Multi-dimensional arrays in Java with Eclipse January

Tracy Miranda
JHipster 4
Solar eclipse image via Shutterstock

Eclipse January is a set of common data structures in Java, including a powerful library for handling numerical data. As the volumes and complexity of data dramatically increases —the so-called ‘Big Data’— Eclipse January provides a numerical library that simplifies the handling and manipulation of data in the form of multi-dimensional arrays.

Eclipse January is a set of common data structures in Java, including a powerful library for handling numerical data. As the volumes and complexity of data dramatically increases – the so-called ‘Big Data’ – Eclipse January provides a numerical library that simplifies the handling and manipulation of data in the form of multi-dimensional arrays.

At the heart of the library are the IDataset and Dataset interfaces and classes. So, here are some reasons you might want to use Eclipse January

  • Familiar. Provide familiar functionality, especially to NumPy users.
  • Robust. Has test suite and is used in production heavily at Diamond Light Source.
  • No more passing double[]. IDataset provide a consistent object for basing APIs on with significantly improved clarity over using double arrays or similar.
  • Optimized. Optimized for speed and getting better all the time.
  • Scalable. Allows handling of data sets larger than available memory with “Lazy Datasets”.
  • Focus on your algorithms. By reusing this library it allows you to focus on your code.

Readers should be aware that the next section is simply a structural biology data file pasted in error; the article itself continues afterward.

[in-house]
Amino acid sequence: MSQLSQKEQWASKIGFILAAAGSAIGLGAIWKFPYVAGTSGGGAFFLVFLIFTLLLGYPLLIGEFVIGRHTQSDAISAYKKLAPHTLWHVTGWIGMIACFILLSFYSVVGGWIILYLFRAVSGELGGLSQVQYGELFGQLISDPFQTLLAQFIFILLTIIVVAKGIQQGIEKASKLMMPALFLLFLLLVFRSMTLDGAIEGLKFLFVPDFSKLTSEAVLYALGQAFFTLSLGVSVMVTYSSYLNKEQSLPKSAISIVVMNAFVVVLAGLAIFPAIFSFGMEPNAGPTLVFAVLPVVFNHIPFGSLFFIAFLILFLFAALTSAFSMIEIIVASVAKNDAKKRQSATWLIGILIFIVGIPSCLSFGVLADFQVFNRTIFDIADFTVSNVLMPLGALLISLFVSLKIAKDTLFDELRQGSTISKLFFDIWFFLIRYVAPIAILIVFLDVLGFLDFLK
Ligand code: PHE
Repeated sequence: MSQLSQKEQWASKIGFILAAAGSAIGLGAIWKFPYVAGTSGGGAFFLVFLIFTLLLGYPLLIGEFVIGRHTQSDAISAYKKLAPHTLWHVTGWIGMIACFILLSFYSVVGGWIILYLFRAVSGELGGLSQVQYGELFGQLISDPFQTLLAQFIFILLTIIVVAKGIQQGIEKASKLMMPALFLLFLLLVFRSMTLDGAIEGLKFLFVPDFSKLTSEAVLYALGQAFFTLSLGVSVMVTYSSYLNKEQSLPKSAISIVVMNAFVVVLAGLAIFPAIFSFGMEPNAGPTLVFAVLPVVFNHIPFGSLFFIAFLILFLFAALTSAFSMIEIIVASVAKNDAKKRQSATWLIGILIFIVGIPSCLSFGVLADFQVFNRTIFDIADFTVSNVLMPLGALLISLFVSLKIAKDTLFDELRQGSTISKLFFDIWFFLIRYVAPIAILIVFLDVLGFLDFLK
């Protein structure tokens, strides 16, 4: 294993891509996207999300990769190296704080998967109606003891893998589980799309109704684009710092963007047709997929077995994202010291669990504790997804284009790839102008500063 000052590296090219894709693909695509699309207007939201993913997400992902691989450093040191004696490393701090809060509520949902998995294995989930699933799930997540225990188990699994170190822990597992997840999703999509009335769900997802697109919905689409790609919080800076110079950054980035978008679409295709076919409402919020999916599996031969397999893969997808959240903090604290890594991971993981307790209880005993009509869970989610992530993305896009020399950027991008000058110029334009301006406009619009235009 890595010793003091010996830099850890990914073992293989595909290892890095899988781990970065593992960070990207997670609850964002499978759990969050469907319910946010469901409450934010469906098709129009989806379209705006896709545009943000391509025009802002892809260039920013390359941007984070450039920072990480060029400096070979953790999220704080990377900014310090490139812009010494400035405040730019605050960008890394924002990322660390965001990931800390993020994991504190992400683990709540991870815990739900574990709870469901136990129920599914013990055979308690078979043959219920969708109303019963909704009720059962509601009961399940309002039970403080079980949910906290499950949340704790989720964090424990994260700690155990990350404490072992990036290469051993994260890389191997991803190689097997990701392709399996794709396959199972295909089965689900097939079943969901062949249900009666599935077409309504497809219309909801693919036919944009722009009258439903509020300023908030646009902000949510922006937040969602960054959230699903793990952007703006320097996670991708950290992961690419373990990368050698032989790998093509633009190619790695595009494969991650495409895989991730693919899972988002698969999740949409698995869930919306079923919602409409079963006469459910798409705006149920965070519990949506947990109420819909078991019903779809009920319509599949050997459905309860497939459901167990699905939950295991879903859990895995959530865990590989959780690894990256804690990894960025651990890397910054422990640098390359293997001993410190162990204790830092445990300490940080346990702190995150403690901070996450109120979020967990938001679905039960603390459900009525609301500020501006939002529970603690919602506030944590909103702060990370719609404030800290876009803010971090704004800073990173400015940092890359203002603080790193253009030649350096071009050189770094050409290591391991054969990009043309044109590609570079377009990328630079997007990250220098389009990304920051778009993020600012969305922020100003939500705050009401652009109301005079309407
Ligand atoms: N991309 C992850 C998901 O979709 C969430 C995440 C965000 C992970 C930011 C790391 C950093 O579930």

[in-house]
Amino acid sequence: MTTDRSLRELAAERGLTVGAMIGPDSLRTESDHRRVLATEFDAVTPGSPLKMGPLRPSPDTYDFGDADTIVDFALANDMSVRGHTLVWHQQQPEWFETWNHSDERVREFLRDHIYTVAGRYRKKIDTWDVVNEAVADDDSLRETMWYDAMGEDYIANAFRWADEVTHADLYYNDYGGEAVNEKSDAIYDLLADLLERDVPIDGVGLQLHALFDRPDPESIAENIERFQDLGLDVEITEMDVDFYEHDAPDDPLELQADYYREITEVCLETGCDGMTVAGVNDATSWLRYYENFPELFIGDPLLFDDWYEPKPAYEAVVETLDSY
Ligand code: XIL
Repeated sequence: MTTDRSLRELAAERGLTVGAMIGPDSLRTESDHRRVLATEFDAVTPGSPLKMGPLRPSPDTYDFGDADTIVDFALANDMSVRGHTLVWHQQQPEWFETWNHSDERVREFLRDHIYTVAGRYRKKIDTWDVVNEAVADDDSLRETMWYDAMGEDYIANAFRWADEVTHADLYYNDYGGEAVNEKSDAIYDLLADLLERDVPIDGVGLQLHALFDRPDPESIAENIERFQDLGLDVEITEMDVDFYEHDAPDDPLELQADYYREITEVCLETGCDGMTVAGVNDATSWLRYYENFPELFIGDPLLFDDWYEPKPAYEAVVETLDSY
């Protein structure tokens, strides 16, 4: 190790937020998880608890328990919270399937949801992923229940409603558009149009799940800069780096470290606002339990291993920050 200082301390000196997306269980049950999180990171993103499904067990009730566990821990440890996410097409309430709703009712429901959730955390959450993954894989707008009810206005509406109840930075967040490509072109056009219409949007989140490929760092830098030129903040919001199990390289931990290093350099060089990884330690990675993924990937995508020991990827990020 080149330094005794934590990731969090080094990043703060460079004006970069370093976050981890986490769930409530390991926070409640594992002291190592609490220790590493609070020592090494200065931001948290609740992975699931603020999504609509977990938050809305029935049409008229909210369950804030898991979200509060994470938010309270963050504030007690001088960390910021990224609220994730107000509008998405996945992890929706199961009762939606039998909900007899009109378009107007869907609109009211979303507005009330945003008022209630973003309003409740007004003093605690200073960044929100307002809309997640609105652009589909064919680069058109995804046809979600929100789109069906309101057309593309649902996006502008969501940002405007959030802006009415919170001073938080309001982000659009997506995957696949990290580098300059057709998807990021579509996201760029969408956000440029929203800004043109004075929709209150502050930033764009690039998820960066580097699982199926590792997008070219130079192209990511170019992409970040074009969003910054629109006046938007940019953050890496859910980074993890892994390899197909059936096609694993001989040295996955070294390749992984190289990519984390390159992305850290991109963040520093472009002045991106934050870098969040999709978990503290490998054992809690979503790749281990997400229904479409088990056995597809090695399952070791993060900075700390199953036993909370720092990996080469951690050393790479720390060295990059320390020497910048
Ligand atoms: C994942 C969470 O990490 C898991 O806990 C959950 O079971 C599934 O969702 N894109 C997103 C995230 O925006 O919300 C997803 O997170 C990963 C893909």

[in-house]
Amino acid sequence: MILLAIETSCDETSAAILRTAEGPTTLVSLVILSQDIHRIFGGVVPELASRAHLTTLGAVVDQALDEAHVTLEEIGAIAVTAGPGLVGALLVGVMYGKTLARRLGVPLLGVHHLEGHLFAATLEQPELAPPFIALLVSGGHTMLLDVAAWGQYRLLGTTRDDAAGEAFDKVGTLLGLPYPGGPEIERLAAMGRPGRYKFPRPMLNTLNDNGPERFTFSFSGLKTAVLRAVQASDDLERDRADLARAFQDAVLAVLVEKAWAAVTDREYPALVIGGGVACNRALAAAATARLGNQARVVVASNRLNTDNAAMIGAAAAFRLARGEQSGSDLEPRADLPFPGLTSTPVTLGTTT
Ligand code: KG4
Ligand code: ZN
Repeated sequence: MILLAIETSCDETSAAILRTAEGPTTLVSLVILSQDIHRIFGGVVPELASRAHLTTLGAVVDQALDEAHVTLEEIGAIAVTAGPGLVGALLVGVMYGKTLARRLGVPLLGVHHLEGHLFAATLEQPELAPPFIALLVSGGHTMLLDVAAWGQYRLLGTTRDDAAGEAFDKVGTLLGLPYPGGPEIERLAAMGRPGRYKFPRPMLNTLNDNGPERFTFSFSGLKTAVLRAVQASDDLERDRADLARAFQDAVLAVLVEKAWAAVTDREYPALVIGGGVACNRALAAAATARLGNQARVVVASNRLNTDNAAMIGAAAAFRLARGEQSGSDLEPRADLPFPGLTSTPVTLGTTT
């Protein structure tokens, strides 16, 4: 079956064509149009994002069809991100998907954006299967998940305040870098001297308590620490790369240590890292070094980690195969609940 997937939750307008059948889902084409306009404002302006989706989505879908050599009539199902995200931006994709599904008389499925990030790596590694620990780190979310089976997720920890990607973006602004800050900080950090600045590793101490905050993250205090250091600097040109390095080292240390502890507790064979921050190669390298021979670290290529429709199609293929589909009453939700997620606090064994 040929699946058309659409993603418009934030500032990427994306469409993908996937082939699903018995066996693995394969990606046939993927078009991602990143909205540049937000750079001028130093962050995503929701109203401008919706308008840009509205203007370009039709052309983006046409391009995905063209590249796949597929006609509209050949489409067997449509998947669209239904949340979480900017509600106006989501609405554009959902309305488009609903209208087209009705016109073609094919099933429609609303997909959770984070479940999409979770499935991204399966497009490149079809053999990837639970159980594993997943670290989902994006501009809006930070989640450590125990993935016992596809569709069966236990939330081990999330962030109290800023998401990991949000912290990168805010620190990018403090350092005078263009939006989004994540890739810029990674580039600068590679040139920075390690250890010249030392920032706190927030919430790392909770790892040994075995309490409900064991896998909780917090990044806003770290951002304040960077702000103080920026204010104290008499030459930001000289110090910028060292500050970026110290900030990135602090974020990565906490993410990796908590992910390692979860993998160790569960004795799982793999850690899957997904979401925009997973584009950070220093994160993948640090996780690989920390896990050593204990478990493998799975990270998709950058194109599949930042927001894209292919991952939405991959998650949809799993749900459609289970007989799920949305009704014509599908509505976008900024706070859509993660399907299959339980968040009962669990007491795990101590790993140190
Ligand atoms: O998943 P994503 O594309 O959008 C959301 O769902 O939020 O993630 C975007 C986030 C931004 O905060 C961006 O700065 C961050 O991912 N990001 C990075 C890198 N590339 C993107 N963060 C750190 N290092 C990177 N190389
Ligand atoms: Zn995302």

This article gives an overview of the functionality of the Dataset class for multi-dimensional arrays.

Array creation

Eclipse January supports straightforward creation of arrays. Let’s say we want to create a 2-dimensional array with the following data:

[1, 2, 3,
4, 5, 6,
7, 8, 9]

First we can create a new dataset:

Dataset dataset = DatasetFactory.createFromObject(new double[] { 1, 2, 3, 4, 5, 6, 7, 8, 9 });

This gives us a 1-dimensional array with 9 elements, as shown below:

[1.0000000, 2.0000000, 3.0000000, 4.0000000, 5.0000000, 6.0000000, 7.0000000, 8.0000000, 9.0000000]

We then need to reshape it to be a 3×3 array:

dataset = dataset.reshape(3, 3);

The reshaped dataset:

[[1.0000000, 2.0000000, 3.0000000],
[4.0000000, 5.0000000, 6.0000000],
[7.0000000, 8.0000000, 9.0000000]]

Or we can do it all in just one step:

Dataset another = DatasetFactory.createFromObject(new double[] { 1, 1, 2, 3, 5, 8, 13, 21, 34 }).reshape(3, 3);